Rowan & Martin's Laugh-In

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Rowan & Martin's Laugh-In
Rowan & Martin's Laugh-In.png
Also known asLaugh-In
GenreVariety show
Created by
Directed by
  • Gordon Wiles
  • Mark Warren
Theme music composerIan Bernard
Opening theme"Inquisitive Tango"
Country of originUnited States
No. of seasons6
No. of episodes140 (list of episodes)
Running time45–48 minutes
Production company George Schlatter-Ed Friendly Productions in association with Romart Inc.
Original network NBC
Original releaseJanuary 22, 1968 (1968-01-22) 
March 12, 1973 (1973-03-12)
Related shows
Dan Rowan and Dick Martin (1968) Rowan martin laugh in photo.jpg
Dan Rowan and Dick Martin (1968)

Rowan & Martin's Laugh-In (often simply referred to as Laugh-In) is an American sketch comedy television program that ran for 140 episodes from January 22, 1968, to March 12, 1973, on the NBC television network, hosted by comedians Dan Rowan and Dick Martin. It originally aired as a one-time special on September 9, 1967, and was such a success that it was brought back as a series, replacing The Man from U.N.C.L.E. on Mondays at 8 pm (ET). It quickly became the most popular television show in the United States.


The title of the show was a play on the 1960s hippie culture "love-ins" or the counterculture "be-ins", terms that were derived from "sit-ins" that were common in protests associated with civil rights and antiwar demonstrations of the time. In 2002, Rowan & Martin's Laugh-In was ranked number 42 on TV Guide's 50 Greatest TV Shows of All Time. [1]

Laugh-In had its roots in the humor of vaudeville and burlesque, but its most direct influences were Olsen and Johnson's comedies (such as the free-form Broadway revue Hellzapoppin' ), the innovative television works of Ernie Kovacs, and the topical satire of That Was The Week That Was . The show was characterized by a rapid-fire series of gags and sketches, many of which conveyed sexual innuendo or were politically charged. The co-hosts continued the exasperated straight man (Rowan) and "dumb guy" (Martin) act which they had established as nightclub comics. [2] [ page needed ] The show featured Gary Owens as the on-screen announcer and permanent castmember Ruth Buzzi; longer-tenured cast members included Judy Carne, Henry Gibson, Goldie Hawn, Arte Johnson, Jo Anne Worley, Alan Sues, Lily Tomlin, Johnny Brown, Dennis Allen and Richard Dawson.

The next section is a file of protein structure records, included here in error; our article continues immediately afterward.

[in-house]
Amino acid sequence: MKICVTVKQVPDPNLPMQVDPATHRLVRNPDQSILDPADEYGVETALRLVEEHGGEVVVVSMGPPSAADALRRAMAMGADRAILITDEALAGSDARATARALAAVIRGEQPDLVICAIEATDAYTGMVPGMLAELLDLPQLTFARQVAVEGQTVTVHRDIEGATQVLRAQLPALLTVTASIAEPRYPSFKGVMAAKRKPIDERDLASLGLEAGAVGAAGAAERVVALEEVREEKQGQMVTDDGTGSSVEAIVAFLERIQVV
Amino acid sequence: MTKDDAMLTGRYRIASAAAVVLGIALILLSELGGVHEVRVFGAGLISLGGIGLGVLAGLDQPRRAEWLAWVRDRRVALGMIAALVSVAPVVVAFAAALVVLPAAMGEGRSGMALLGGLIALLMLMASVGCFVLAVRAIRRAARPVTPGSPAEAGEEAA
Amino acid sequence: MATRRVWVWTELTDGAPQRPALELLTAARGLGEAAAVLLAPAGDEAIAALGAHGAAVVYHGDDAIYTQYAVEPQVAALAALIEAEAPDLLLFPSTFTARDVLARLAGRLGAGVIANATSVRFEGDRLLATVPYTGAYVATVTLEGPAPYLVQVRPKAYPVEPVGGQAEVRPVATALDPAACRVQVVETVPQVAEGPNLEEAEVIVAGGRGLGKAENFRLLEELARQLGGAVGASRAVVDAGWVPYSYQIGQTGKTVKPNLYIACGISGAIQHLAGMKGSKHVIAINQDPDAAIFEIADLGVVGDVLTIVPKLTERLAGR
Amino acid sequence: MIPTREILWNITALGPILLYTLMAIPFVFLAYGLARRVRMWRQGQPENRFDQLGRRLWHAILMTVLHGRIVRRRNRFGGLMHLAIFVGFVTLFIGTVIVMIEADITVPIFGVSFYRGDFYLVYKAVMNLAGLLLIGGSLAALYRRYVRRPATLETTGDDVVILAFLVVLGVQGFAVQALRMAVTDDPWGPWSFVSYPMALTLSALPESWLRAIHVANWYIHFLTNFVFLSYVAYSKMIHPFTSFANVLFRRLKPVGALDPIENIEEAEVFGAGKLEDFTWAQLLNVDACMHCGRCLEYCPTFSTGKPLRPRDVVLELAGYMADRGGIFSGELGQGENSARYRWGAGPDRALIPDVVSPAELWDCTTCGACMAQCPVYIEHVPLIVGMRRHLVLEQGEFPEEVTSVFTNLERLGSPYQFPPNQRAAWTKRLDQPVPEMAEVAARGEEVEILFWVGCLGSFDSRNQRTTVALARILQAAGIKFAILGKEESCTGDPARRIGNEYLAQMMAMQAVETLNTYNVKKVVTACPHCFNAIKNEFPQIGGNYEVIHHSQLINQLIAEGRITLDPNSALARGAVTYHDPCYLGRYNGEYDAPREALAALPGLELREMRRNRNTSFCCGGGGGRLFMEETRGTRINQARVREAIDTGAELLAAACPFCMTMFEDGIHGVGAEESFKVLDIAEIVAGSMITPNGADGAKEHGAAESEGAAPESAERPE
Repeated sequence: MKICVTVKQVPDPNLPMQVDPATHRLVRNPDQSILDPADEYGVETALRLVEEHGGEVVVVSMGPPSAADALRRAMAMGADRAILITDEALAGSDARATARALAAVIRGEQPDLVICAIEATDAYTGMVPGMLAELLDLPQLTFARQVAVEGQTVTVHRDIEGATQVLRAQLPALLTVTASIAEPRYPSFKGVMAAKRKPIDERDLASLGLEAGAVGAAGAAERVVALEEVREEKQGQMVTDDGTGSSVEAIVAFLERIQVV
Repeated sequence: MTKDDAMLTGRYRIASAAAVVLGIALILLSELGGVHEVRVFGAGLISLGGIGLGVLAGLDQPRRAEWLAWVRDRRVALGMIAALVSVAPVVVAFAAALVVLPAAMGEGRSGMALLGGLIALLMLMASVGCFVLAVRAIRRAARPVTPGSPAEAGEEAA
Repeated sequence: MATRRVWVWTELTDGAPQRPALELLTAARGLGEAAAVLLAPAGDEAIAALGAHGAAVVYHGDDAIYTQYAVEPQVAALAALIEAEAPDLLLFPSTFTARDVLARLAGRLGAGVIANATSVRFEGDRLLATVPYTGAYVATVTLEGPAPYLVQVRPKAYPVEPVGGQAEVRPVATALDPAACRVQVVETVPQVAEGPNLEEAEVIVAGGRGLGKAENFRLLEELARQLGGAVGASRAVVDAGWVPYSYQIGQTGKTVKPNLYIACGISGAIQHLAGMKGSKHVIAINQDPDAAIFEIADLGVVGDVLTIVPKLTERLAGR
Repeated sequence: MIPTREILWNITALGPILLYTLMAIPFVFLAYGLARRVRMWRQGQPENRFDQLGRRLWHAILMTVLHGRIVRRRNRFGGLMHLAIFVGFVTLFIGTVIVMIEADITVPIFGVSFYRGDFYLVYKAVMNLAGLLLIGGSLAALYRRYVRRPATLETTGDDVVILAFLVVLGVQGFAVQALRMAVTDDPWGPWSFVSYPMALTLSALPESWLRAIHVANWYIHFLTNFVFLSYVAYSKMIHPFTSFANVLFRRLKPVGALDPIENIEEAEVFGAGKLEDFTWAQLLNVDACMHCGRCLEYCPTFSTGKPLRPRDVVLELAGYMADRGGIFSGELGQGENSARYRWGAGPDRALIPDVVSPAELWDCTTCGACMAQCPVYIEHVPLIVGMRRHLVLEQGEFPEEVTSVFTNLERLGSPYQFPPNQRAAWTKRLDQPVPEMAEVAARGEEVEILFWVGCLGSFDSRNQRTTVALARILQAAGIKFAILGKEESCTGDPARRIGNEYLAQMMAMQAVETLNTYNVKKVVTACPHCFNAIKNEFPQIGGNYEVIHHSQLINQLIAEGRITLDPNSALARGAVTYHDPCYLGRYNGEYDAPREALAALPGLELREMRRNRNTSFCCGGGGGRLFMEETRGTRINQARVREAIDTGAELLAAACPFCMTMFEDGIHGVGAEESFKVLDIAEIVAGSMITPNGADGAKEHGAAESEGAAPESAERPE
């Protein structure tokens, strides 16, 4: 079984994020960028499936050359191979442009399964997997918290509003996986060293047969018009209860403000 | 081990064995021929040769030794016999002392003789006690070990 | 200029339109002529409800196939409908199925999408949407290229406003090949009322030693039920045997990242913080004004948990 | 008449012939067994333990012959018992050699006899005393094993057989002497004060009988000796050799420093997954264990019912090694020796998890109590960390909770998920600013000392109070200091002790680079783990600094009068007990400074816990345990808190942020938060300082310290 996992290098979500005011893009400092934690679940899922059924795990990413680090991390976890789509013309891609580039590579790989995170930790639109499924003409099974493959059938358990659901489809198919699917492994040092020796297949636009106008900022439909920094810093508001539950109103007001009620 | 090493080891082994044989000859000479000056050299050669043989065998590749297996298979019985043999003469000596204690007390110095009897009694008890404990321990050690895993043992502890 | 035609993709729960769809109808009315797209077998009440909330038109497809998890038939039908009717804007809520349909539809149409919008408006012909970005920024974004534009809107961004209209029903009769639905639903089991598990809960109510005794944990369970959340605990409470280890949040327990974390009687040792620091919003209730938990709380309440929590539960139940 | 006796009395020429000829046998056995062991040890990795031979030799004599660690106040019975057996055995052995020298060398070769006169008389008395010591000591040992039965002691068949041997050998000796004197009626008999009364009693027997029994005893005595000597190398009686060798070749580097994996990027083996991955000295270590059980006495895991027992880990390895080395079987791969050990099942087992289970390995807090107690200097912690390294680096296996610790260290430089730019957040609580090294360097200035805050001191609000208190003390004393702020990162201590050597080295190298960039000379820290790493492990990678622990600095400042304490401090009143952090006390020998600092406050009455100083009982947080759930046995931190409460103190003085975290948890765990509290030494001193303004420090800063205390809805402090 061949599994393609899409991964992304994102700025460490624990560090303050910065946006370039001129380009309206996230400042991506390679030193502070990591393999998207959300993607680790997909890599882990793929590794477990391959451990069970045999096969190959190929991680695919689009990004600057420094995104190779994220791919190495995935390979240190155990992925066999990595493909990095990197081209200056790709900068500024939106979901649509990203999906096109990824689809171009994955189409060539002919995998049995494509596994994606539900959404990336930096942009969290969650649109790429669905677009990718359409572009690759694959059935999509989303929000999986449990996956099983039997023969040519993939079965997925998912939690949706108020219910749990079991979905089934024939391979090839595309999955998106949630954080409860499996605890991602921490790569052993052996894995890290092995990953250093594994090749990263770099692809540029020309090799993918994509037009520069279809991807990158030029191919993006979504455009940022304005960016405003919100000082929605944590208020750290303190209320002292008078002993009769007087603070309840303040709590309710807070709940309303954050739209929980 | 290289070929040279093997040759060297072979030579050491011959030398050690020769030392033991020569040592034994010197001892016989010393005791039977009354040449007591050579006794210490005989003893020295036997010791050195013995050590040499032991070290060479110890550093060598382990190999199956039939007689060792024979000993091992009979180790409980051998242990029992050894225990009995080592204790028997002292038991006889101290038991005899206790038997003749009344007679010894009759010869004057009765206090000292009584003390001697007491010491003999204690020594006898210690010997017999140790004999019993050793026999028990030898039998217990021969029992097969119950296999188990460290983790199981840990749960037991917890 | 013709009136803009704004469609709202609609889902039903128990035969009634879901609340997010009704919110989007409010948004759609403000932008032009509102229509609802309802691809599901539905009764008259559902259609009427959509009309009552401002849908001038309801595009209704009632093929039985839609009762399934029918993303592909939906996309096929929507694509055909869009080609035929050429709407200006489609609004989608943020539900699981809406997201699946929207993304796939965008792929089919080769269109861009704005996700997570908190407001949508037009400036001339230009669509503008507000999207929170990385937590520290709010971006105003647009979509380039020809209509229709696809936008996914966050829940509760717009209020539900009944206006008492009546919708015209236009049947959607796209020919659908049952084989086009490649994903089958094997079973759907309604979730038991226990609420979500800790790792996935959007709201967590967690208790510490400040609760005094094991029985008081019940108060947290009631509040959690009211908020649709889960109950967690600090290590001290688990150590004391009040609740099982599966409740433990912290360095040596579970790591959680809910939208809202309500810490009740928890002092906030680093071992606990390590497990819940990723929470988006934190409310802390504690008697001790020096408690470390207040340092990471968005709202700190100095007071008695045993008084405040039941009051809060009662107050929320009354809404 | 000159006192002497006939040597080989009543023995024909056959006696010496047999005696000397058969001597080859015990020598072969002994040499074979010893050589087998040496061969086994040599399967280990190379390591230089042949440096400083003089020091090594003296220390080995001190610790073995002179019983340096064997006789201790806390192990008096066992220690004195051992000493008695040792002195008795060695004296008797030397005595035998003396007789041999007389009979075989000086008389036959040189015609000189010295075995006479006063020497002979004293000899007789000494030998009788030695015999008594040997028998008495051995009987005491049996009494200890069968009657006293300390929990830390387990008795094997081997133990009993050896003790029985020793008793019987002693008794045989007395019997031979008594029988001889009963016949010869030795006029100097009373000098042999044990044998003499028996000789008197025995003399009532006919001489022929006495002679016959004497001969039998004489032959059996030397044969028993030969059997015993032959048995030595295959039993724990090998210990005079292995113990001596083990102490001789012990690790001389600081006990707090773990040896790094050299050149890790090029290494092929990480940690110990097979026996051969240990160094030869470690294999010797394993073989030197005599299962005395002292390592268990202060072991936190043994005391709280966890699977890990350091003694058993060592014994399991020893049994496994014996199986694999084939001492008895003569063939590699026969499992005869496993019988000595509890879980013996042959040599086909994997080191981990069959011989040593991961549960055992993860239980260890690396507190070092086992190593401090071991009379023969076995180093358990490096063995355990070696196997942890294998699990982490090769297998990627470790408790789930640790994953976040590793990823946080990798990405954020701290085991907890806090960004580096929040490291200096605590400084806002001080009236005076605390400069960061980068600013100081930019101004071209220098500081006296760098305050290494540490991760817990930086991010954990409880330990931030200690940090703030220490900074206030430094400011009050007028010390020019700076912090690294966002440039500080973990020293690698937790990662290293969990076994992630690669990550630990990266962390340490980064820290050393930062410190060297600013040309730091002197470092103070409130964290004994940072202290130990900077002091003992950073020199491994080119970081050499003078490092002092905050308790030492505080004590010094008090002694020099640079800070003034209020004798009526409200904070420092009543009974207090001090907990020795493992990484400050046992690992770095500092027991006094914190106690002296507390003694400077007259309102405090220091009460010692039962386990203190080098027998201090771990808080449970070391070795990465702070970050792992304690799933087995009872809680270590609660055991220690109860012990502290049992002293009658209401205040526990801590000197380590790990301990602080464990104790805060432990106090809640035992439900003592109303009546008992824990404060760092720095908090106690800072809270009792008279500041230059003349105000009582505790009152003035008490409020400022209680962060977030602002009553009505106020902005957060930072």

Caricatures of Dan Rowan and Dick Martin by Sam Berman Rowanmartin.jpg
Caricatures of Dan Rowan and Dick Martin by Sam Berman

Each episode followed a somewhat similar format, often including recurring sketches. The show started after the intro and a batch of shorts skits that served as cold open with a short dialogue between Rowan and Martin. Shortly afterward, Rowan would intone: "C'mon Dick, let's go to the party, You're all invited!”. This live to tape segment comprised all cast members and occasional surprise celebrities dancing before a 1960s "mod" party backdrop, delivering one- and two-line jokes interspersed with a few bars of dance music (later adopted on The Muppet Show , which had a recurring segment that was similar to "The Cocktail Party" with absurd moments from characters). This was similar in format to the "Word Dance" segments of A Thurber Carnival . The show then proceeded through rapid-fire comedy bits, taped segments, and recurring sketches.

At the end of every show, Rowan turned to his co-host and said, "Say good night, Dick", to which Martin replied, "Good night, Dick!". The show then featured cast members' opening panels in a psychedelically painted "joke wall" and telling jokes, After which, the show would continue with one final batch of skits, before drawing to a close. After the applause died, executive producer George Schlatter's solitary clapping continued even as the screen turned blank and the production logo, network chimes, and NBC logo appeared.